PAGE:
“In this world man has two significant possessions: intelligence and emotion. These two possessions govern our day today life. But very often we see that emotion gets the upper hand in our life. We know that even if someone is extremely intelligent, when his emotion comes to the fore, it will devour him. He is compelled to do what his emotion asks him to do.”
If you are a trader, you have worked hard to gather the capital you need, have read countless books and articles about those who have made it big and have formed your own plan for success. Moreover, if you are like most traders, you have a healthy ego to go along with your work. There’s nothing wrong with that; self-confidence is the key to success in the financial markets. When your own personal self-worth dwindles, your trading can be sabotaged.
However, successful traders also know that they must focus constantly on separating their self-concept from their trading. Too many ego-driven financial leaders have been brought down by thinking they are above the rules of the markets or even the law. Don’t let that happen to you!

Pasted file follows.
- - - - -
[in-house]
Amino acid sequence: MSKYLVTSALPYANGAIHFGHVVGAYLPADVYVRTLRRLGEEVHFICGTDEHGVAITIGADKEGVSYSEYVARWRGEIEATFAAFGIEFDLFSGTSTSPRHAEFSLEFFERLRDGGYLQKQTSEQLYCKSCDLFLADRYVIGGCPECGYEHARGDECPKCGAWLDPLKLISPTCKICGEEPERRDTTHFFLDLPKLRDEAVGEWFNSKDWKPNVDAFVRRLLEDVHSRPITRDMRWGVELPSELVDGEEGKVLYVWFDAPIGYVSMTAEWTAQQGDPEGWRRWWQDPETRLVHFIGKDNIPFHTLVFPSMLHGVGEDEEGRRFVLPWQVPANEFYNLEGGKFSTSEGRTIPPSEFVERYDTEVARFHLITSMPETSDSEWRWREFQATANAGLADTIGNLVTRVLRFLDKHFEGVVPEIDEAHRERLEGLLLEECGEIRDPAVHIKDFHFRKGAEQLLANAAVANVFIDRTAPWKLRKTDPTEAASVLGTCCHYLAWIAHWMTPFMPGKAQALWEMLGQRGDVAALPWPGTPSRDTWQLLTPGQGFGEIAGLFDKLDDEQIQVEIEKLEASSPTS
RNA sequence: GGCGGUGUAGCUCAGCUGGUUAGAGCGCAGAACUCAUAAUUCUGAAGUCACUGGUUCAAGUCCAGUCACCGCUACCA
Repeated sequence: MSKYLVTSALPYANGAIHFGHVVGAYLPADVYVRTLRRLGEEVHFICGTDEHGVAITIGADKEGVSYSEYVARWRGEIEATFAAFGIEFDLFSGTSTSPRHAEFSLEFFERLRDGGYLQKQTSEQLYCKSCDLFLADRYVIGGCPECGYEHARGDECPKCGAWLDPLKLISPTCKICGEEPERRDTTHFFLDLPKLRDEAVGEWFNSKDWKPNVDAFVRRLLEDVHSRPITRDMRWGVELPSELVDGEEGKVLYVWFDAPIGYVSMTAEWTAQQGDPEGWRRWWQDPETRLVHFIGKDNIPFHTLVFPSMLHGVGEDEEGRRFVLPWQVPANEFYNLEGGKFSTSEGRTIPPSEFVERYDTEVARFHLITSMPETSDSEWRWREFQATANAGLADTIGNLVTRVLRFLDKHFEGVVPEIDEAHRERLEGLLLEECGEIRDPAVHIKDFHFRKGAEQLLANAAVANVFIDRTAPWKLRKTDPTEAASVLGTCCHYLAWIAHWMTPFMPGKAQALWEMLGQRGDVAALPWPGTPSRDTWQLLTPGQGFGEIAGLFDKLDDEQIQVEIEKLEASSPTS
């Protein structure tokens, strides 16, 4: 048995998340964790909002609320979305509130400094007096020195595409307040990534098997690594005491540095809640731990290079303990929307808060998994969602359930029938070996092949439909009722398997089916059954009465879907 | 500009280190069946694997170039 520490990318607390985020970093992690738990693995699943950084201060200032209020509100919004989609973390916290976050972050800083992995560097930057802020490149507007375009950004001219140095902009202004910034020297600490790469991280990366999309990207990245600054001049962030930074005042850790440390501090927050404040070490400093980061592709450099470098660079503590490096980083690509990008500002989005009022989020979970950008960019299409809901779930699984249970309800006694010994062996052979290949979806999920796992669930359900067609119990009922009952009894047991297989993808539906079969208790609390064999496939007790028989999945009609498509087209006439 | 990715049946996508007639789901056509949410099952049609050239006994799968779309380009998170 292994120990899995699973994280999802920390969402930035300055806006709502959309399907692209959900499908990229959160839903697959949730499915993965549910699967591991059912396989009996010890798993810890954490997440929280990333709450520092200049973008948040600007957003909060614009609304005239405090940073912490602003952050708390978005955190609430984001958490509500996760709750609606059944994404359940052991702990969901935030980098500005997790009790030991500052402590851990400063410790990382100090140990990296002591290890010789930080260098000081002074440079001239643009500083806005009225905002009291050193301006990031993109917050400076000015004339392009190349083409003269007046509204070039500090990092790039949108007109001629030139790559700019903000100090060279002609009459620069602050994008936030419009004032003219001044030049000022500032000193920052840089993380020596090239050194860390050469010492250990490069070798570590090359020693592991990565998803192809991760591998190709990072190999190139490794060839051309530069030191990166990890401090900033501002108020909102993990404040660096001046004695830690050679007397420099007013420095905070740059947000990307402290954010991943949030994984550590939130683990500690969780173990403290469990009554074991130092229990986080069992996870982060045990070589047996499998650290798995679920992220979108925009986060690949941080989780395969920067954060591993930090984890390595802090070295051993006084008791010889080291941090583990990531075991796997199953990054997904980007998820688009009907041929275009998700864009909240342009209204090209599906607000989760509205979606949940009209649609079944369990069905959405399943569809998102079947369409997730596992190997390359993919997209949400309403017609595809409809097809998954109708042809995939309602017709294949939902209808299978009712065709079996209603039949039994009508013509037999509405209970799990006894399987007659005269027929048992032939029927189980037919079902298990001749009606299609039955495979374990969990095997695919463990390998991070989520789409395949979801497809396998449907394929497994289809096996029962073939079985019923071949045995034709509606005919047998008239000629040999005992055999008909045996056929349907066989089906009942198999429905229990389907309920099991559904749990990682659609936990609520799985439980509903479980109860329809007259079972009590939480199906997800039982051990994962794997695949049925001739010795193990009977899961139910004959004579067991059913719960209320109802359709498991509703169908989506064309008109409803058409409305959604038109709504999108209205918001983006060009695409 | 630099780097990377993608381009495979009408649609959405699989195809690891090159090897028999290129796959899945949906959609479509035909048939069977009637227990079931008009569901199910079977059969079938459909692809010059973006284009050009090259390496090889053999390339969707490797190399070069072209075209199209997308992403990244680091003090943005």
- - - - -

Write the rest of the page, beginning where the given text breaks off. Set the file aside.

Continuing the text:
Trading is a psychological game. Most traders think they are playing against the market, but guess what? The market doesn’t care! A trader is playing against himself, period.
You’ve heard the expression “Check your ego at the door.” Usually it is said in the context of an over-achieving sports team or a cast of highly paid actors. Nevertheless, it applies to trading, as well. If you don’t put in stops, overtrade, get stuck in a trade, or grab a profit too soon, you are trading with your ego. Check it at the door!
One way to separate your ego from your trading is to build healthy boundaries between yourself and your trading. A boundary sets limits and makes clear the distinction between you and others.
Let’s say you see a trade signal and before you execute it, you say to yourself, “But what if I am wrong?” Right away, you begin to doubt yourself and, chances are, you will let the trade go by. Put a boundary between your ego and your trade, and you’ll be much more objective and open to taking calculated risks.
When you make a trade, put your money on the line, not your ego. Take losses in stride is by trading only with money you can afford to lose. Losses shouldn’t hurt. It’s not about you and your ego, it’s about you and your trade!